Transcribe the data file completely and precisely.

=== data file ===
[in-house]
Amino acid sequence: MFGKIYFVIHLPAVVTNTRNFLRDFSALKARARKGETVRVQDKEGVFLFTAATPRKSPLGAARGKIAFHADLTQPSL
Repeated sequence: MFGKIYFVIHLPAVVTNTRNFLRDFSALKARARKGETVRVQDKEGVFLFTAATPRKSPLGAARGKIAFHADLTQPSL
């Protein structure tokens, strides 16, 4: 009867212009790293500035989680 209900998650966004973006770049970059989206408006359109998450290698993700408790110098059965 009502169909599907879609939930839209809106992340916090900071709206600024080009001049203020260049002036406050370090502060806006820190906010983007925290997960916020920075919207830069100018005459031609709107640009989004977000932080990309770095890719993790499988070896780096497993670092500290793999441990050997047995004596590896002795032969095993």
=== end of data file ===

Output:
[in-house]
Amino acid sequence: MFGKIYFVIHLPAVVTNTRNFLRDFSALKARARKGETVRVQDKEGVFLFTAATPRKSPLGAARGKIAFHADLTQPSL
Repeated sequence: MFGKIYFVIHLPAVVTNTRNFLRDFSALKARARKGETVRVQDKEGVFLFTAATPRKSPLGAARGKIAFHADLTQPSL
């Protein structure tokens, strides 16, 4: 009867212009790293500035989680 209900998650966004973006770049970059989206408006359109998450290698993700408790110098059965 009502169909599907879609939930839209809106992340916090900071709206600024080009001049203020260049002036406050370090502060806006820190906010983007925290997960916020920075919207830069100018005459031609709107640009989004977000932080990309770095890719993790499988070896780096497993670092500290793999441990050997047995004596590896002795032969095993």